The universality of word meanings across cultures
Prof. Asifa Majid, Professor in Communication and Information Studies
Are word meanings universal, or do they differ across cultures? A group of CLS researchers studies this question from both a cross-cultural and a developmental perspective. Professor Asifa Majid, “According to some scholars, word meanings are largely the same across people, and are shaped in only a limited way by physical experience with the concepts and objects denoted by the words. Others suggest that word meanings vary substantially from culture to culture, and that every infant must learn a different system. Our goal is to clarify the nature of word meaning and its relation to other systems, such as our senses, by combining psychological methods, in-depth linguistic studies, and ethnographically-informed description.”
A number of the group’s investigators have explored the language of ‘smell’ across cultures. For example, the researchers asked the Jahai, a group of nomadic hunter-gatherers in the Malay Peninsula, and a group of English speakers from the USA, to name odours and colours. The results showed that English speakers found naming colours easier than naming odours, reflecting our notorious difficulties with odour language. In comparison, the Jahai were just as good at naming odours as colours. “Moreover, the way in which smells were described also differed between the two cultures,” says Majid. English speakers tended to use words for the source of the odour (e.g., smells like banana, smells like coffee) whereas Jahai speakers used abstract terms that specifically describe smell qualities. For example, the word ltpɨt roughly means “to be fragrant” and can be applied to a variety of odours such as flowers, perfumes and bearcat. Majid, “This study provides important evidence that odour naming is not universally difficult, but that it can differ according to cultural experience.”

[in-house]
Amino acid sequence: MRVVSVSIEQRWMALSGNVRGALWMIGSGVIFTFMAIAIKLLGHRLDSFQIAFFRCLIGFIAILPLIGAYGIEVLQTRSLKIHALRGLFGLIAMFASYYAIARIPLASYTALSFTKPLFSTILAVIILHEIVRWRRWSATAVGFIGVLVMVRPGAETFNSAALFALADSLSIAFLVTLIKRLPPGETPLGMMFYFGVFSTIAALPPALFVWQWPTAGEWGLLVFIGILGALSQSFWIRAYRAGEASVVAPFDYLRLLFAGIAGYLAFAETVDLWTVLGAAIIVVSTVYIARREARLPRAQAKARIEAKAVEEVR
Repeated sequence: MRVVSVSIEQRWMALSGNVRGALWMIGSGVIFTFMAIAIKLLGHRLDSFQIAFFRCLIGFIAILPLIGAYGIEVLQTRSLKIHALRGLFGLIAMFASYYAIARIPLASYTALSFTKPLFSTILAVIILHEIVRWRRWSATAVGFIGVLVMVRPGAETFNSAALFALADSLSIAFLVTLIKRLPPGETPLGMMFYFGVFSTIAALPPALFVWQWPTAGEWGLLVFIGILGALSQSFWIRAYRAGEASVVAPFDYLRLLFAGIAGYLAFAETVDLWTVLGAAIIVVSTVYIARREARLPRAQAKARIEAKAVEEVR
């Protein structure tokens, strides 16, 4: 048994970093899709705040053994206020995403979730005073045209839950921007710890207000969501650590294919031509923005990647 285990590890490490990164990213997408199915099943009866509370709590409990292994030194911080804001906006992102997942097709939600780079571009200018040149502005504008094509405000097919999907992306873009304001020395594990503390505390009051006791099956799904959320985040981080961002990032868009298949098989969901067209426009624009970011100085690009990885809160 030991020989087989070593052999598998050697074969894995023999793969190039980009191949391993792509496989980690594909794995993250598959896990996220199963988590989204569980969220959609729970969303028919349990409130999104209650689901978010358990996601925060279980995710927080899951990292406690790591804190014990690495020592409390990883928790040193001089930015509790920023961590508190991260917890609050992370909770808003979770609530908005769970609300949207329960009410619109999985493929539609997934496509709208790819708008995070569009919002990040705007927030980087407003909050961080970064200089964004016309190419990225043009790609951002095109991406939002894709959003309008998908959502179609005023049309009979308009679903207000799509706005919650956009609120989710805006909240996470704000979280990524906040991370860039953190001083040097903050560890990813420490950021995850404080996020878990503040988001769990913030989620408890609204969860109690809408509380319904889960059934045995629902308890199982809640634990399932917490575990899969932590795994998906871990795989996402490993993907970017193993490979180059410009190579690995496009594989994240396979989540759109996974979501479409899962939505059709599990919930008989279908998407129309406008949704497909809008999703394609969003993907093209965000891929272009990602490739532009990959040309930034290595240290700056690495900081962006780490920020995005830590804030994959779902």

In another line of research, the research group found a way of improving odour language. A specific study involved a group of individuals with odour-colour synaesthesia: a rare neurological phenomenon where people automatically see vivid colours when they smell odours. The synaesthetes (people with synaesthesia) and a group of non-synaesthetes were asked to name a wide array of odours such as coffee, mint, garlic, and perfumes. Results showed that synaesthetes were more accurate at naming odours (i.e., naming the odour source correctly) and more consistent (i.e., more likely to name the odour in the same way on separate occasions). Furthermore, synaesthetes were found to be better at discriminating between different smells than non-synaesthetes. “These findings suggest that linking odours to the other senses, for example by means of colour associations, can help strengthen the way we think and talk about odours,” says Majid.
In addition to pursuing their work on language and the senses in both children and adults, the group continues its documentation of semantic systems in lesser-described languages in the world, including the Ryūkyūan languages of Japan, Avatime as spoken in Ghana, as well as the languages of Europe. Moreover, the group is extending their research on the senses by systematically studying domains such as space and event representation.